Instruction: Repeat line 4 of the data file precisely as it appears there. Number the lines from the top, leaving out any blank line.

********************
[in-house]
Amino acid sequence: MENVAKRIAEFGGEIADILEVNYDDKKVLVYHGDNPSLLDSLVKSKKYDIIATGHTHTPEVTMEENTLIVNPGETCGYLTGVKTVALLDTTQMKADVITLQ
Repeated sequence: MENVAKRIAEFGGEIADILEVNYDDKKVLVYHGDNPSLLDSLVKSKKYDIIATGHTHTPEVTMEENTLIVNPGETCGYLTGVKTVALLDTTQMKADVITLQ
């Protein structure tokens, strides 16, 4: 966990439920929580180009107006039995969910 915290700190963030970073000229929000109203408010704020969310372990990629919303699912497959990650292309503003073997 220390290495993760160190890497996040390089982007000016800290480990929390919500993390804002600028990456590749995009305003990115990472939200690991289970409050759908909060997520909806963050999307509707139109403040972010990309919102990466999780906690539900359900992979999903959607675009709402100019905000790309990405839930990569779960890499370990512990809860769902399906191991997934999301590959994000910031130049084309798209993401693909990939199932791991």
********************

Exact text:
């Protein structure tokens, strides 16, 4: 966990439920929580180009107006039995969910 915290700190963030970073000229929000109203408010704020969310372990990629919303699912497959990650292309503003073997 220390290495993760160190890497996040390089982007000016800290480990929390919500993390804002600028990456590749995009305003990115990472939200690991289970409050759908909060997520909806963050999307509707139109403040972010990309919102990466999780906690539900359900992979999903959607675009709402100019905000790309990405839930990569779960890499370990512990809860769902399906191991997934999301590959994000910031130049084309798209993401693909990939199932791991």